Joan of Lorraine is a 1946 play-within-a-play by Maxwell Anderson. It is about an acting company who stages a dramatization of the story of Joan of Arc and the effect that the story has on them. As in the musical Man of La Mancha, most of the actors in the drama play two or more roles. Ingrid Bergman was the star of the original production, playing both Joan and Mary Grey, the fictional star actress who portrays her. As the play begins, Mary Grey and the fictional director of the play-within-a-play, Jimmy Masters, are in conflict over how Joan is to be played. The conflict is resolved during the course of the play.
Bergman won a Tony Award for this performance — one of the first such awards ever given. Other notable actors who appeared in this production were Joseph Wiseman and Sam Wanamaker.
In 1948, an adaptation of Joan of Lorraine was filmed in Technicolor as Joan of Arc. This film also starred Ingrid Bergman, but it did not use the play-within-a-play framework. Instead, it made the story a straightforward account of Joan's life, omitting the fictional acting company altogether. Anderson's dialogue for the story of Joan was not only retained, but, in collaboration with Andrew Solt, expanded with additional scenes involving historical characters who do not appear in the original play. For her performance, Ingrid Bergman was nominated for an Academy Award, but lost out to Jane Wyman in Johnny Belinda.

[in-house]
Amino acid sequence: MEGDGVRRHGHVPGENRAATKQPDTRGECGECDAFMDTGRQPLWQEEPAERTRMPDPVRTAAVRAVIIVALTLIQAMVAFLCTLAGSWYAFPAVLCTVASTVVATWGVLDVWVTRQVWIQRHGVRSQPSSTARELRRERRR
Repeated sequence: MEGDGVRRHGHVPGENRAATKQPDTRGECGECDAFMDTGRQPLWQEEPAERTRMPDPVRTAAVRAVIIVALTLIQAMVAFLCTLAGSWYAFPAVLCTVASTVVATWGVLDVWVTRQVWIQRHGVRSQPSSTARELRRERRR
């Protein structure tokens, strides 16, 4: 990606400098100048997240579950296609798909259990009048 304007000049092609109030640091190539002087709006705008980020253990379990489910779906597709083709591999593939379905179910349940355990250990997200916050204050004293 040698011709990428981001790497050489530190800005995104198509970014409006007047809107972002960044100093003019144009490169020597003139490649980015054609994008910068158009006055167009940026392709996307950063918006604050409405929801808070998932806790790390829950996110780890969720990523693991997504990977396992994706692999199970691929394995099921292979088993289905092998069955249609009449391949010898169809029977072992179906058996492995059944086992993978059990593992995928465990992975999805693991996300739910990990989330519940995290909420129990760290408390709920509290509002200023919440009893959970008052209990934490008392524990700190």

|This page uses content from the English Wikipedia. The original article was at Joan of Lorraine. The list of authors can be seen in the page history.|